Should I have separate containers for Flask, uWSGI, and nginx?

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Issue

I intend to use Kubernetes and Ingress for load balancing. I’m trying to learn how to set up Flask, uWSGI and Nginx.
I see this tutorial that has all three installed in the same container, and I’m wondering whether I should use it or not.
https://ianlondon.github.io/blog/deploy-flask-docker-nginx/

I’m guessing the benefit of having them as separate containers and separate pods is that they can then all scale individually?

But also, should Flask and uwsgi even be in separate containers? (or Flask and Gunicorn, since uwsgi seems to be very similar to Gunicorn)

Solution

Flask is a web framework, any application written with it needs a WSGI server to host it. Although you could use the Flask builtin developer server, you shouldn’t as that isn’t suitable for production systems. You therefore need to use a WSGI server such as uWSGI, gunicorn or mod_wsgi (mod_wsgi-express). Since the web application is hosted by the WSGI server, it can only be in the same container, but there isn’t a separate process for Flask, it runs in the web server process.

Whether you need a separate web server such as nginx then depends. In the case of mod_wsgi you don’t as it uses the Apache web server and so draws direct benefits from that. When using mod_wsgi-express it also is already setup to run in an optimal base configuration and how it does that avoids the need to have a separate front facing web server like people often do with nginx when using uWSGI or gunicorn.

For containerised systems, where the platform already provides a routing layer for load balancing, as is the case for ingress in Kubernetes, using nginx in the mix could just add extra complexity you don’t need and could reduce performance. This is because you either have to run nginx in the same container, or create a separate container in the same pod and use shared emptyDir volume type to allow them to communicate via a UNIX socket still. If you don’t use a UNIX socket, and use INET socket, or run nginx in a completely different pod, then it is sort of pointless as you are introducing an additional hop for traffic which is going to be more expensive than having it closely bound using a UNIX socket. The uWSGI server doesn’t perform as well when accepting requests over INET when coupled with nginx, and having nginx in a separate pod, potentially on different host, can make that worse.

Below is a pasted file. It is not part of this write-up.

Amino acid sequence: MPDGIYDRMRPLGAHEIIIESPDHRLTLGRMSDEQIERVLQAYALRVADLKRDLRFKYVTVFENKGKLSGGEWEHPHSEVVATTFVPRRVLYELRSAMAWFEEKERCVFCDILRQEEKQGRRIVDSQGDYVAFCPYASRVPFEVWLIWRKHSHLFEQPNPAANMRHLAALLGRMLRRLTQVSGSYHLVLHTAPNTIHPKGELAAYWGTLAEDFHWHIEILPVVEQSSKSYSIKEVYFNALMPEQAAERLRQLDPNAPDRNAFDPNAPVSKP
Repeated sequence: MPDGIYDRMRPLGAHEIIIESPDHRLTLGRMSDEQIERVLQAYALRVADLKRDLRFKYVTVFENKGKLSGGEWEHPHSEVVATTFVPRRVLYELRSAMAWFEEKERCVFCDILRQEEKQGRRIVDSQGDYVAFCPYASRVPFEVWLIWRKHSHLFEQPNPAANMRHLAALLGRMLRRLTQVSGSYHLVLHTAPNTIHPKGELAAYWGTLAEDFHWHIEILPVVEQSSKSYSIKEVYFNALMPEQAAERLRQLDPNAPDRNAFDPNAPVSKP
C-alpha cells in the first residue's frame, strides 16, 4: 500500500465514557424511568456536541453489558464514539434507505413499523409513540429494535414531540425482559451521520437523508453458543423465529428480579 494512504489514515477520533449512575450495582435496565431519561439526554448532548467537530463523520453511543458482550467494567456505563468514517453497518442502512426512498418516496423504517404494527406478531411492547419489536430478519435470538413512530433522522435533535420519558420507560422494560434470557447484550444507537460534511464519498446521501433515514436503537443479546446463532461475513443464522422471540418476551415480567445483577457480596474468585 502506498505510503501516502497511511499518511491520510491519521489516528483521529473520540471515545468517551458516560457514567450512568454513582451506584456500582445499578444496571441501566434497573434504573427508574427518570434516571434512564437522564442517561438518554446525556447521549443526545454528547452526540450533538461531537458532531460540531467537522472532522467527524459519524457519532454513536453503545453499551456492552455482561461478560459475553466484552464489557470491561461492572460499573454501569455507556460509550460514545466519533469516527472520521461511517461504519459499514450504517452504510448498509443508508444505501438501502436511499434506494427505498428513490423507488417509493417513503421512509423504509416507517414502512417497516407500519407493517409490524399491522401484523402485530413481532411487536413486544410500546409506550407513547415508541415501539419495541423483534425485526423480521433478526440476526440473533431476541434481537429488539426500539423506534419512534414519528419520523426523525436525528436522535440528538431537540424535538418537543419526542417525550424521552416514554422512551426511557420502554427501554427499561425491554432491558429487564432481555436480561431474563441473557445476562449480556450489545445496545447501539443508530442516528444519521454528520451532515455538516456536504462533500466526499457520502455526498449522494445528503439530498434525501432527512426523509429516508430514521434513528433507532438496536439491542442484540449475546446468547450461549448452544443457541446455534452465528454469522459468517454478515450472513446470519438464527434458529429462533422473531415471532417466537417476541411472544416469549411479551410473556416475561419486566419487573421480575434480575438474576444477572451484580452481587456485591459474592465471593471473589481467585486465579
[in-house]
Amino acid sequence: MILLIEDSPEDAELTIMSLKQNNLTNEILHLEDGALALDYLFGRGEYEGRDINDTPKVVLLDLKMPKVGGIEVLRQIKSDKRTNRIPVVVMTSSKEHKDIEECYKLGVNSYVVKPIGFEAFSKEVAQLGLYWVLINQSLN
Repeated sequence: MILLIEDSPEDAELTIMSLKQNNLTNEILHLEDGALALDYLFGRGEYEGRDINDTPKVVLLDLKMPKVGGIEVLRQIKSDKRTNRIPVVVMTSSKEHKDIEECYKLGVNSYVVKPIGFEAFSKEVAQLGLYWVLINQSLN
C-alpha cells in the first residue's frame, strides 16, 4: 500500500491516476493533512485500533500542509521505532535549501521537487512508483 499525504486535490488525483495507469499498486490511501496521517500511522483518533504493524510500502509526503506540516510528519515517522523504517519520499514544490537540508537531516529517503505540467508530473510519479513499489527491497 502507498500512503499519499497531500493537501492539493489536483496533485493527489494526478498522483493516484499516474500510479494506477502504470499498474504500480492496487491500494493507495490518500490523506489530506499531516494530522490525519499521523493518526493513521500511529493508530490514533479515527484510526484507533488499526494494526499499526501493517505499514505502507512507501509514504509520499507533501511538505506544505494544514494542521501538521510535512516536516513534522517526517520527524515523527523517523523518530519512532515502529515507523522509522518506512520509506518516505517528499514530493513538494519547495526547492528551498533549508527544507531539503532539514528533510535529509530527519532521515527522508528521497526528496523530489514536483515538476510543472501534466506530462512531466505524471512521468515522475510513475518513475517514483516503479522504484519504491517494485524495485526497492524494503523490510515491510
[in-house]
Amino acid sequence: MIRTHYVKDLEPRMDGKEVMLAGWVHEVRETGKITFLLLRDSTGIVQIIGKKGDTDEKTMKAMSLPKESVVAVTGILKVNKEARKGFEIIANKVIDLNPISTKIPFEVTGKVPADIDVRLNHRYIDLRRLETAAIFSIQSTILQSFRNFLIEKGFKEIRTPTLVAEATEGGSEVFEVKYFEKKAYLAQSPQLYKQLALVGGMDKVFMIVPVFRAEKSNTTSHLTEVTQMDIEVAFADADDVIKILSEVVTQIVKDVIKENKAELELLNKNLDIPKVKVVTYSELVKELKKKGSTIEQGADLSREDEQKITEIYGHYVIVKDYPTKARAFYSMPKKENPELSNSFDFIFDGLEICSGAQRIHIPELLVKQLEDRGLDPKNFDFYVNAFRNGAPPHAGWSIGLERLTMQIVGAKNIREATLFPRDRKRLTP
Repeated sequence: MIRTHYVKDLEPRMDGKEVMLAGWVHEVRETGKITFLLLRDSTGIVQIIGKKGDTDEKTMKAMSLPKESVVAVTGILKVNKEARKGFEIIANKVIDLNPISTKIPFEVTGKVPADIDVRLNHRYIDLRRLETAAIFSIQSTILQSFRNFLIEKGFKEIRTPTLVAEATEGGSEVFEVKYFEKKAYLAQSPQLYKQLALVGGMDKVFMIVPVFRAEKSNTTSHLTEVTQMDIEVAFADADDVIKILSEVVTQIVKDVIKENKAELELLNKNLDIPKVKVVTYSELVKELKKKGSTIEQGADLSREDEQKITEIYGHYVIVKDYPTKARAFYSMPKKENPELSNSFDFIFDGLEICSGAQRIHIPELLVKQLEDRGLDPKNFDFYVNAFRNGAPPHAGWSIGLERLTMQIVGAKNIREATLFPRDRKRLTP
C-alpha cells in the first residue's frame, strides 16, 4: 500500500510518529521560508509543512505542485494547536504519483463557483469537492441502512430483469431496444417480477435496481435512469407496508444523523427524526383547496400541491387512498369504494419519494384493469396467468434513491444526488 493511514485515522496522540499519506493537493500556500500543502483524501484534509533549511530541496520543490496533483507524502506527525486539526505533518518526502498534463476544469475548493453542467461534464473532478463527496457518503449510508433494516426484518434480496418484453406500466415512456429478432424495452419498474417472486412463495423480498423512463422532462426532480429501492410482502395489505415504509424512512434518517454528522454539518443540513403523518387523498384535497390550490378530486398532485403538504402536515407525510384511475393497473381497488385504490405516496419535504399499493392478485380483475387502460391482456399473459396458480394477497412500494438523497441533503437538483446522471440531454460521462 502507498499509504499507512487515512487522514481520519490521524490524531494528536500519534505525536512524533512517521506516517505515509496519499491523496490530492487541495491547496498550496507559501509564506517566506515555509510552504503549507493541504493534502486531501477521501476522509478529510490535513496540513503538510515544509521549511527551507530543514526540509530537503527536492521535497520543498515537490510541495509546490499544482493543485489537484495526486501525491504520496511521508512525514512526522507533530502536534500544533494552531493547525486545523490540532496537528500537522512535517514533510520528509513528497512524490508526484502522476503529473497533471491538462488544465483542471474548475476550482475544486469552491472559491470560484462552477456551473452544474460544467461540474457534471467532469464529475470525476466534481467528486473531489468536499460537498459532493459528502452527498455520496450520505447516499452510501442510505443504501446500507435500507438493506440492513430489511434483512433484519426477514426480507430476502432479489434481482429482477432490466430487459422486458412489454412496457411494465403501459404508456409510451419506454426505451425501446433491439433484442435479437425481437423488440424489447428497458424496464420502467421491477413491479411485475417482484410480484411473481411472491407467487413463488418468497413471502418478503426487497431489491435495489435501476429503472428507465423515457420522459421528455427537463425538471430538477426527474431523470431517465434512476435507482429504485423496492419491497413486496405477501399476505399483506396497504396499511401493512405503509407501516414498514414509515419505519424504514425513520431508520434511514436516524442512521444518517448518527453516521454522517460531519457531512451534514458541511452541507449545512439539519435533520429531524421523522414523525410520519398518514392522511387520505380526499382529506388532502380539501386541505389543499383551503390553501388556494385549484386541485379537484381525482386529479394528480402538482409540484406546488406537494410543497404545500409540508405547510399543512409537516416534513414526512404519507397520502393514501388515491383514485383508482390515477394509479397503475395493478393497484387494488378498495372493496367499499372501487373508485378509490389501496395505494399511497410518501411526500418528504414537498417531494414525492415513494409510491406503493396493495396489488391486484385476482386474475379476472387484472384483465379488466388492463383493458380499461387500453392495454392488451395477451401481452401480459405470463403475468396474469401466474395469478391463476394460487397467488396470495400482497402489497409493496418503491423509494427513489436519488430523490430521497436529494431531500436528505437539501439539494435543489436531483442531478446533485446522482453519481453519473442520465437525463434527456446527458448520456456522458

Part of the reason for using nginx in front is that it can protect you from slow clients due to request buffering, as well as other potential issues. When using ingress though, you already have a haproxy or nginx front end load balancer that can to a degree protect you from that. So it is really going to depend on what you are doing as to whether there is a point in introducing an additional nginx proxy in the mix. It can be simpler to just put gunicorn or uWSGI directly behind the load balancer.

Suggestions are as follows.

  • Also look at mod_wsgi-express. It was specifically developed with containerised systems in mind to make it easier, and can be a better choice than uWSGI and gunicorn.

  • Test different WSGI servers and configurations with your actual application with real world traffic profiles, not benchmarks which just overload it. This is important as the dynamics of a Kubernetes based system, along with how its routing may be implemented, means it all could behave a lot differently to more traditional systems you may be used to.

Answered By – Graham Dumpleton

This Answer collected from stackoverflow, is licensed under cc by-sa 2.5 , cc by-sa 3.0 and cc by-sa 4.0

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